When he speaks, I hear his voice crack. “Kenna, don’t you see?,” He holds me close. “That is exactly why I have to help. I have been there before, but I didn’t get out on my own. I didn’t realize it at the time, but I had a whole support system behind me. My mom, my doctors, my best friend. They were there to help me, and I finally feel like I’ve found my purpose. I’m supposed to help you the way they helped me.”

Sitting here, with Dillon’s arms wrapped around me, I feel better than I have in weeks. I feel hopeful for the first time in weeks. We will get through this together. “I guess it’s settled then, I’m gonna go get some help,” I say quietly.

“And I’m going to be here every step of the way,” Dillon whispers. I feel a small smile start to form.

This room is a disaster. I stand up and take in the hazard that has become of my room. I hear Dillon stand up beside me. I place my hands on my hips, and ask “Can you help me with something first?”

“Anything,” he says.

“Can you help me clean the catastrophe that is my room?” I turn to look at him as he surveys the room as well.

A smile spreads across his face, and he says, “That is a very good first step. Messy rooms make everything else seem worse, even the demons. And, this isn’t that bad. You should have seen my room when I was in your place. I mean like I couldn’t see the floor. It was just gone.”

And before I know it, I find myself laughing and smiling.

“There’s my girl. Let’s tidy this up. Then we can grab frozen yogurt and figure out where you want to start on your path to normalcy,” he says as his smile gets bigger and I can see it in his eyes.

As we are making progress on my room, I turn and see Dillon folding the laundry I had been meaning to fold for months. From across the room, I say, “Hey Dillon.”

He responds with a, “hmmm”.

“Thank you.”

He turns to look at me now, as he says “For what?”

My eyes meet his as I say, “For everything.”

“Kenna, nobody should have to go through all this on their own. I am happy I can help.”

We finish cleaning my room and as I take the key out of my apartment door, Dillon smirks. I suspiciously ask, “What?”.

“Last one to your car has to pay for the fro yo!,” he shouts as he starts running toward the parking lot and my assigned parking spot.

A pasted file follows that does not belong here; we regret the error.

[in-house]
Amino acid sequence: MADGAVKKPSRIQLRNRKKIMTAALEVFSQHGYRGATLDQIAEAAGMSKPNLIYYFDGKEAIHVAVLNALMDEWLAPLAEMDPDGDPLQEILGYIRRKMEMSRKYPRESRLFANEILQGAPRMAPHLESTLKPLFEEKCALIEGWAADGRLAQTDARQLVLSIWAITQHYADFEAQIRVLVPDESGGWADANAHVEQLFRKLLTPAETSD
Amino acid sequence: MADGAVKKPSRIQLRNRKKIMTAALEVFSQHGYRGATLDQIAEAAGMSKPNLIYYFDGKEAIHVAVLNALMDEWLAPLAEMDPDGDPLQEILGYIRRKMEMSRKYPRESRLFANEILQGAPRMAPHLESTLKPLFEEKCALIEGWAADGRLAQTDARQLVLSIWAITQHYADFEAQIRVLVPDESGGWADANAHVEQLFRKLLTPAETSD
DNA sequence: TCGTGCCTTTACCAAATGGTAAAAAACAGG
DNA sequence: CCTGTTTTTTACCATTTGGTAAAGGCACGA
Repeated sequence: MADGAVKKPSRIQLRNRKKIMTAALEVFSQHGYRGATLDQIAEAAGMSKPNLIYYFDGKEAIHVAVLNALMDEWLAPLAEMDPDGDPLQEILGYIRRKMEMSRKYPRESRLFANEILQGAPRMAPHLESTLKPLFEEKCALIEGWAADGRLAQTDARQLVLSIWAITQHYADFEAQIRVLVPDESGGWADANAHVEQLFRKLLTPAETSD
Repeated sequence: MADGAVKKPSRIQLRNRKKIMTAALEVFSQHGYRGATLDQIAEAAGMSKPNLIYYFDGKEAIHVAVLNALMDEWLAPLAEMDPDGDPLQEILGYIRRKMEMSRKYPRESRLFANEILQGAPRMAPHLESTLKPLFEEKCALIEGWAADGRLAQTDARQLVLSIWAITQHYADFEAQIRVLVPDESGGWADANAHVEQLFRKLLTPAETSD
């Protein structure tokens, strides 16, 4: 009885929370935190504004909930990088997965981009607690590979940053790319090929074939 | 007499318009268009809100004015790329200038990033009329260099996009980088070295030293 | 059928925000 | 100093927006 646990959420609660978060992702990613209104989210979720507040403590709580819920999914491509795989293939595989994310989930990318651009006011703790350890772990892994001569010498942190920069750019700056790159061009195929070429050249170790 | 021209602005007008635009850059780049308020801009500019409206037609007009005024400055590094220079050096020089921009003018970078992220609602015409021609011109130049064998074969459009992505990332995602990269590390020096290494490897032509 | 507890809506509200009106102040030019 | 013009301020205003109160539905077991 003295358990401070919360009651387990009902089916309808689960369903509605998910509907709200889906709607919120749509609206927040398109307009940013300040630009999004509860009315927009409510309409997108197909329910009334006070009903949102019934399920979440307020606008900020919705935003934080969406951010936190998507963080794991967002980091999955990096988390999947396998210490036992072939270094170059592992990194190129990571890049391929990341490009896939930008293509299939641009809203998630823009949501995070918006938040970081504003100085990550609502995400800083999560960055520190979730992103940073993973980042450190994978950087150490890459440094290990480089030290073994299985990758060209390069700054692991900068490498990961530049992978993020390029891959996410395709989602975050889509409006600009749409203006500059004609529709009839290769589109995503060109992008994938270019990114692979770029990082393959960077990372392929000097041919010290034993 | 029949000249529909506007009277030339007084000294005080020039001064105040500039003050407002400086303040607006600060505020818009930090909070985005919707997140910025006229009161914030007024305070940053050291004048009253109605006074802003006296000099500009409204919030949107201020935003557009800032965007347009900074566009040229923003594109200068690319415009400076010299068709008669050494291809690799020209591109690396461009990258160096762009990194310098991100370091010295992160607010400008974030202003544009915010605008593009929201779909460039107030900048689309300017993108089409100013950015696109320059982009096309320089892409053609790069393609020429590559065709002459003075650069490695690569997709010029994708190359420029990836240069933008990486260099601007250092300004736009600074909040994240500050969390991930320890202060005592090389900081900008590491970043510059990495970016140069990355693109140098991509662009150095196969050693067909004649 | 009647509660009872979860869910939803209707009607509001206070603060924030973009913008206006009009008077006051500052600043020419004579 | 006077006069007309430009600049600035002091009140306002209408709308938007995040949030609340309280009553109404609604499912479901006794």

I laugh and make my way to my car, taking the first steps on the road to normalcy with my best friend and making a detour to buy his some well deserved frozen yogurt.


Not Typical

I was quite young when I got my diagnoses. I was only 11 1/2 years old and had just started 6th grade. While I am no longer the little girl I was back then, I have always considered myself “mentally younger”. What I mean by this is that I have not changed as much as my peers had. While I can compose myself well to act my age, I do not always act my age. It is more noticeable when I am depressed or anxious, when I revert to wanting to watch Disney movies back to back and reread fairy-tales.

As I have gotten older, I have begun to learn my own limits better. When it seemed like all my classmates were dating, I knew I was not ready for a relationship. School was my priority while my classmates started to go to parties and act older than they are. While my friends want to go out drinking on weekends, I would rather stay home with a good book. If someone wants to hang out, there is a 50/50 chance that I will say yes. When people are over, I enjoy their company, but after a few hours I start wishing they will leave.

I am quiet and anxious and depressed and afraid of being judged for who I really am. I try to be more outgoing and carefree and happy, but I can only keep it up for so long. Some days this is easier to manage than others, but everybody had days like that, even the happiest person you know could be secretly struggling with depression or some other mental illness.

As of right now, I am content with who I am. I feel that I am finally starting to take on more adult responsibilities and I feel like I am finally beginning to find my niche. I try not to make my mom cover any costs for my cat and I will occasionally buy my own clothes despite not having an income. My mom is still my best friend, the one I tell everything to because making friends has always been hard for me. To be honest, I am a lot like my mom and that makes me happy because she is such a strong woman and an amazing role model. She respects that I have this blog to voice my opinions and for that I am grateful. I am lucky that I have always had her there for not many college students do and it made the adjustment to college easier knowing that every night I can go home and have her there.

While I may not have had the typical “college experience” thus far, I wouldn’t change it for the world.

Then again, I am not a typical girl. If these differences are part of my mental illnesses or my personality or even a combination of the two, I wouldn’t change who I am for anyone. I have friends, albeit few, but its quality over quantity and the few I have are awesome. I have an amazing mom and a dad who tries his best while he struggles with mental illnesses of his own. I am quirky and lazy and would rather stay home with a book than go out and waste money that I don’t even have. I have my priorities straight, most of the time. My cat is a jerk, but I love her and she loves that I feed her and clean her litter box, who knows she might even love me back. I am very much introverted, but can be outgoing if I want to. I watch Disney movies, read fairy-tales, and wish on stars. I know that life is hard, but as long as I keep working hard and trying my best, I will make it out on my feet. And that is all I can ask for.